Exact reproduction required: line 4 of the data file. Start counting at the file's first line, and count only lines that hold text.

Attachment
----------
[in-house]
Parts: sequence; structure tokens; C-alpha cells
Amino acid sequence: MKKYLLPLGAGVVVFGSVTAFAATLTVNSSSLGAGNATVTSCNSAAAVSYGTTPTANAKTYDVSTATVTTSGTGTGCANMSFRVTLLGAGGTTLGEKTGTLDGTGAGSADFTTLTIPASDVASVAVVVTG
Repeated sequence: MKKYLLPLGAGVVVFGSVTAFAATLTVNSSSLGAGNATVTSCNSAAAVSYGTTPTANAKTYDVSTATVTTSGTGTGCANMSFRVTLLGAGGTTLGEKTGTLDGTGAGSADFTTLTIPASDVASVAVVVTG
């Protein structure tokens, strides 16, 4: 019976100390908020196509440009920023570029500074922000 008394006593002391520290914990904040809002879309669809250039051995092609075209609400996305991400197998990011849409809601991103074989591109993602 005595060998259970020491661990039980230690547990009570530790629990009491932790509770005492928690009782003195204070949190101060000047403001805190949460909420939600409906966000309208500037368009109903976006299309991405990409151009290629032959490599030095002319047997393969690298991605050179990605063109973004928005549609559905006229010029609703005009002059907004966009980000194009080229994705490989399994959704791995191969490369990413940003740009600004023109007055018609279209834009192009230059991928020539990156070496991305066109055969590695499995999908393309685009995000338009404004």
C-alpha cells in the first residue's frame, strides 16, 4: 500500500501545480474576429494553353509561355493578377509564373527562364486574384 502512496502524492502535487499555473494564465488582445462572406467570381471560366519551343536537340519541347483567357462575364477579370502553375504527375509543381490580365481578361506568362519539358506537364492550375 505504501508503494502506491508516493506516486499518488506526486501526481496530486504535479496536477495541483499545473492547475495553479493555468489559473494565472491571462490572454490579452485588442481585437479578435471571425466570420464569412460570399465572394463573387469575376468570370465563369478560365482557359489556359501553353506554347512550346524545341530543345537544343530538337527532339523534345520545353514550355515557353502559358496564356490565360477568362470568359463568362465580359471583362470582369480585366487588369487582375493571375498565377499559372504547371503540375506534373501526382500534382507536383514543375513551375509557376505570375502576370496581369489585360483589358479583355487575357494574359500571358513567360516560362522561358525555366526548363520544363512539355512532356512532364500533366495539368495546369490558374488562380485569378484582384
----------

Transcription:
Repeated sequence: MKKYLLPLGAGVVVFGSVTAFAATLTVNSSSLGAGNATVTSCNSAAAVSYGTTPTANAKTYDVSTATVTTSGTGTGCANMSFRVTLLGAGGTTLGEKTGTLDGTGAGSADFTTLTIPASDVASVAVVVTG